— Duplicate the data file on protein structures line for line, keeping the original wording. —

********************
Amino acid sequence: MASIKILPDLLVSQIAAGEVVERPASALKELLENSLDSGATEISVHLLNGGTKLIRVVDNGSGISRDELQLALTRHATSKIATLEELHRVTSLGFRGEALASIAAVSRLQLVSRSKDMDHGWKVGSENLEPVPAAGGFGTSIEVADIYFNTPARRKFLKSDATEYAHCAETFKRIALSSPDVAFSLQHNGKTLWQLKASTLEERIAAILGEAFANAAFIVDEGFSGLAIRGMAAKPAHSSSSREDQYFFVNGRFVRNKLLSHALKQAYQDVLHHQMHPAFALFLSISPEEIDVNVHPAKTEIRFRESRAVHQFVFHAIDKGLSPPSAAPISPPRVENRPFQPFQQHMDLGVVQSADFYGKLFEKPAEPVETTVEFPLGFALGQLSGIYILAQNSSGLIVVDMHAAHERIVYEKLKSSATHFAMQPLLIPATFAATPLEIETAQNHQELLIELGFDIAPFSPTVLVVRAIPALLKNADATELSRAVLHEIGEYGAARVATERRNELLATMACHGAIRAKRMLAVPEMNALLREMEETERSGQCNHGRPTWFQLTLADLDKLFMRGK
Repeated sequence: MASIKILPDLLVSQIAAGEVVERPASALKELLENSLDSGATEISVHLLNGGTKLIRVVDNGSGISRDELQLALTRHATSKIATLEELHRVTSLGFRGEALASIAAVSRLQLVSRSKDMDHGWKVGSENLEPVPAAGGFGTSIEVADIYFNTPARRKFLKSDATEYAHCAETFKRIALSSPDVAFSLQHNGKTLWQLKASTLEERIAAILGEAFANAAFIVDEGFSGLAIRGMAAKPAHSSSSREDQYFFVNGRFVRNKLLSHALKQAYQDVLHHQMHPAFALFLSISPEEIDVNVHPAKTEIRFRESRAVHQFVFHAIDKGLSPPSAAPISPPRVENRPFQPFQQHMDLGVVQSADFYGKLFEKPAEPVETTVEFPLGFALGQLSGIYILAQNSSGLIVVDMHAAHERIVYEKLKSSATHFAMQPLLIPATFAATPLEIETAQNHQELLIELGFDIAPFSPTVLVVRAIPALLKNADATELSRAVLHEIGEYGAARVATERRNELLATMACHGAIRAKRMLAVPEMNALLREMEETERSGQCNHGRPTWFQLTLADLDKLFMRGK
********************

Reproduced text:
Amino acid sequence: MASIKILPDLLVSQIAAGEVVERPASALKELLENSLDSGATEISVHLLNGGTKLIRVVDNGSGISRDELQLALTRHATSKIATLEELHRVTSLGFRGEALASIAAVSRLQLVSRSKDMDHGWKVGSENLEPVPAAGGFGTSIEVADIYFNTPARRKFLKSDATEYAHCAETFKRIALSSPDVAFSLQHNGKTLWQLKASTLEERIAAILGEAFANAAFIVDEGFSGLAIRGMAAKPAHSSSSREDQYFFVNGRFVRNKLLSHALKQAYQDVLHHQMHPAFALFLSISPEEIDVNVHPAKTEIRFRESRAVHQFVFHAIDKGLSPPSAAPISPPRVENRPFQPFQQHMDLGVVQSADFYGKLFEKPAEPVETTVEFPLGFALGQLSGIYILAQNSSGLIVVDMHAAHERIVYEKLKSSATHFAMQPLLIPATFAATPLEIETAQNHQELLIELGFDIAPFSPTVLVVRAIPALLKNADATELSRAVLHEIGEYGAARVATERRNELLATMACHGAIRAKRMLAVPEMNALLREMEETERSGQCNHGRPTWFQLTLADLDKLFMRGK
Repeated sequence: MASIKILPDLLVSQIAAGEVVERPASALKELLENSLDSGATEISVHLLNGGTKLIRVVDNGSGISRDELQLALTRHATSKIATLEELHRVTSLGFRGEALASIAAVSRLQLVSRSKDMDHGWKVGSENLEPVPAAGGFGTSIEVADIYFNTPARRKFLKSDATEYAHCAETFKRIALSSPDVAFSLQHNGKTLWQLKASTLEERIAAILGEAFANAAFIVDEGFSGLAIRGMAAKPAHSSSSREDQYFFVNGRFVRNKLLSHALKQAYQDVLHHQMHPAFALFLSISPEEIDVNVHPAKTEIRFRESRAVHQFVFHAIDKGLSPPSAAPISPPRVENRPFQPFQQHMDLGVVQSADFYGKLFEKPAEPVETTVEFPLGFALGQLSGIYILAQNSSGLIVVDMHAAHERIVYEKLKSSATHFAMQPLLIPATFAATPLEIETAQNHQELLIELGFDIAPFSPTVLVVRAIPALLKNADATELSRAVLHEIGEYGAARVATERRNELLATMACHGAIRAKRMLAVPEMNALLREMEETERSGQCNHGRPTWFQLTLADLDKLFMRGK